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The Black Death is surprisingly similar to modern bacteria

Illustration for article titled The Black Death is surprisingly similar to modern bacteria

The plague that wiped out over a third of Europe's population in the 14th century came from a bacteria known as Yersinia pestis. Now we've sequenced its genome...and it's weirdly, almost worryingly identical to its modern descendants.

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Bubonic plague is still around, but these days it's exceedingly rare and quite treatable. It's hard to believe that the Y. pestis strains we see today are even related to those that ravaged Europe in the 1300s - indeed, some researchers have voiced doubts that Y. pestis even is the Black Death pathogen at all because its behavior and virulence are so different.

Now, thanks to a mass grave dug in London at the height of the plague, we know for sure that it really was Y. pestis that was responsible. Researchers at the University of Tübingen were able to recover pieces of the bacterium's DNA from the teeth of the victims found in the grave. From this, the researchers have pieced together a genome for the Black Death, making it the first pathogen more than a century old to be sequenced.

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So then, we know Y. pestis really was the Black Death. The only problem is that this is the sort of answer that just raises more questions. Researcher Johannes Krause explains that, as far as DNA is concerned, there's practically nothing to differentiate the Black Death from modern Y. pestis strains. The results were obviously massively different, but it doesn't appear that some deadly mutation happened to make the ancient bacterium into the ultimate killer.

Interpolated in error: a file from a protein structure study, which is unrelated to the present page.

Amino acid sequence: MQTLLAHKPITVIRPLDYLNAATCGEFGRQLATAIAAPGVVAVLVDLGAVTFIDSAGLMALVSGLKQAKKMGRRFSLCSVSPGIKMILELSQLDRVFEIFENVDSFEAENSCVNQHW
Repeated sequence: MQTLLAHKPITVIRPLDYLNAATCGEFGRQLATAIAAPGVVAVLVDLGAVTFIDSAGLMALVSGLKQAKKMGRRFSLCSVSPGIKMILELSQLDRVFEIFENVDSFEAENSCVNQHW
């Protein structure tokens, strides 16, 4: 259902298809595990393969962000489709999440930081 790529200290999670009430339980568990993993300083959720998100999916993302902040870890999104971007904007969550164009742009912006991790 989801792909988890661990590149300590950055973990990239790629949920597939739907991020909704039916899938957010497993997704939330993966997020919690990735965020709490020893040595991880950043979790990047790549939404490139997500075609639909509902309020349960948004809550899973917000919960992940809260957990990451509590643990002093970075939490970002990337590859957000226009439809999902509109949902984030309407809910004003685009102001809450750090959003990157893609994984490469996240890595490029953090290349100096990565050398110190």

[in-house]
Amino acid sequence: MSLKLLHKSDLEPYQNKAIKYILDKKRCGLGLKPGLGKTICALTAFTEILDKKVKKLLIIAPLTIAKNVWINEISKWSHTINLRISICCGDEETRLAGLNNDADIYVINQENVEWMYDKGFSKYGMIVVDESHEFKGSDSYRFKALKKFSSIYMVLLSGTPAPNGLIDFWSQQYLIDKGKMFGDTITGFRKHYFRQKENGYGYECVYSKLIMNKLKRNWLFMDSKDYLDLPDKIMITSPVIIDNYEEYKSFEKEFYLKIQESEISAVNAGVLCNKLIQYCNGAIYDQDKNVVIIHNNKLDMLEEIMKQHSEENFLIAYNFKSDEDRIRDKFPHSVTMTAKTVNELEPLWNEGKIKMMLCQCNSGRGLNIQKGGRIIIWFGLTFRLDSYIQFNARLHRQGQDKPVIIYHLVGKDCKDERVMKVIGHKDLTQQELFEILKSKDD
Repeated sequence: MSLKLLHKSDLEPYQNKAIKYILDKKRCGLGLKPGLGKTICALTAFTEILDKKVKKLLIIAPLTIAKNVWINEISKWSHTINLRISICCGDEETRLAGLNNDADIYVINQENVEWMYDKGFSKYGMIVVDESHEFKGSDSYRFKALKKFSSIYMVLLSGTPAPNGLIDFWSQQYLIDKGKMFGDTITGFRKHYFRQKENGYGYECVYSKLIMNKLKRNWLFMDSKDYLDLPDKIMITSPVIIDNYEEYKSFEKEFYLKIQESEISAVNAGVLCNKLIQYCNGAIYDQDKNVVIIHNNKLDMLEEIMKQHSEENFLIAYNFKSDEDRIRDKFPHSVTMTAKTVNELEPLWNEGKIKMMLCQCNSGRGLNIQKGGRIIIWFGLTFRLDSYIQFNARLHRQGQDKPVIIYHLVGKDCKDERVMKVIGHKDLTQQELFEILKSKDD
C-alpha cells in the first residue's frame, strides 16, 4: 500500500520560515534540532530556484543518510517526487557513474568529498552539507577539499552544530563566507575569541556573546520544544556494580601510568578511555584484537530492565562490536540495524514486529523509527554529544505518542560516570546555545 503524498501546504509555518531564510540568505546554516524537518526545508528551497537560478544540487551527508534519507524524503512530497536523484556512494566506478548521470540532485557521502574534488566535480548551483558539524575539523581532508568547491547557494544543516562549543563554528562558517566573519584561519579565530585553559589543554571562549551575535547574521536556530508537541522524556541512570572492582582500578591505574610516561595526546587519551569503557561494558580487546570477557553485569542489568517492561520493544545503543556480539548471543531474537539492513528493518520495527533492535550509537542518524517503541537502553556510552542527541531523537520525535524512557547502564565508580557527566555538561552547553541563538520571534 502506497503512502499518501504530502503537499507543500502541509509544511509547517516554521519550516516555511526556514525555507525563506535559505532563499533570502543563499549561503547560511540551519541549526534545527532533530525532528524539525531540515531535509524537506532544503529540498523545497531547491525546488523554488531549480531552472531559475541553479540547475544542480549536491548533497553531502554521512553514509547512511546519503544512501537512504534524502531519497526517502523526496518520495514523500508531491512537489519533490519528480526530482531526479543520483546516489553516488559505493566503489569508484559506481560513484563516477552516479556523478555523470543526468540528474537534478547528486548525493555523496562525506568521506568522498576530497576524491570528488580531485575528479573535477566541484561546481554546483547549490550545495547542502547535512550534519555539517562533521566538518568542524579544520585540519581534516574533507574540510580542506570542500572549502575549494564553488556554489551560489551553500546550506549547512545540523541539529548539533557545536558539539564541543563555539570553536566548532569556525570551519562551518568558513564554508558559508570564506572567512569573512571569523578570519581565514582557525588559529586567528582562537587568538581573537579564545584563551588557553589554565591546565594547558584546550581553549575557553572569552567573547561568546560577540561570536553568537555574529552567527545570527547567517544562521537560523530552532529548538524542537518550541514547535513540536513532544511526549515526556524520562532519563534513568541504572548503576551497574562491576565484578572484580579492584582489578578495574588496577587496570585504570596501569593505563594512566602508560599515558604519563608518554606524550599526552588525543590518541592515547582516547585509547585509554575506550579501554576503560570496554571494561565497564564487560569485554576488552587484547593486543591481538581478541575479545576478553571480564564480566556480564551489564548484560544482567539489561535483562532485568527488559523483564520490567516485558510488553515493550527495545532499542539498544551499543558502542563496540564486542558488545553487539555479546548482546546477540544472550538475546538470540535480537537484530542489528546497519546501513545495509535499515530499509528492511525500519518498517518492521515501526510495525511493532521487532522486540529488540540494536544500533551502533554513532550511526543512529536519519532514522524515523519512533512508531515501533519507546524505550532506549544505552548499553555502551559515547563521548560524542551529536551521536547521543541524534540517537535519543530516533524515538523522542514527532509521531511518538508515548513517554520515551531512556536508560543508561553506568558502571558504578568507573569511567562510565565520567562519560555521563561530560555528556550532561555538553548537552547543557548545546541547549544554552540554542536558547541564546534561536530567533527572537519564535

Thankfully, this doesn't mean the modern Y. pestis strains are on the verge of turning back into the Black Death. Rather, the causes of the Black Death must be a little more complicated than just this one bacteria. It's possible that fourteenth century Europeans' complete lack of previous exposure to the pathogen made them so totally vulnerable, and the human race now has something of a general immunity to it.

Another possibility is that the ancient Y. pestis managed to team up with another pathogen to create a truly lethal combination, a phenomenon known as a syndemic. The researchers can't be sure, but they have a plan to find the answers - keep digging through medieval graves and looking for pieces of DNA, reminding us once again that there is pretty much no difference between serious science and the setup for a bad horror movie.

Via Nature. Image by the Museum of London Archaeology.

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DISCUSSION

Dr Emilio Lizardo

Rather, the causes of the Black Death must be a little more complicated than just this one bacteria.

You mean like modern understanding of infection, antisepsis, sanitation, antibiotics and supportive care? Just a little more complicated.

Infection was the number one cause of death up until less than 100 years ago. I seem to recall that more soldiers died from infection than enemy action in World War One. I can't find a reference for that so correct me if I am wrong. The 1918 flu epidemic may have killed 50,000,000 people and antivirals are only minimally more effective today than they were then. What has improved is the knowledge of how these things spread, how simple things like basic hygiene that most of us take for granted can reduce spread and better supportive care for those who are infected. Not to mention antibiotics against a bacteria like Yersinia pestis.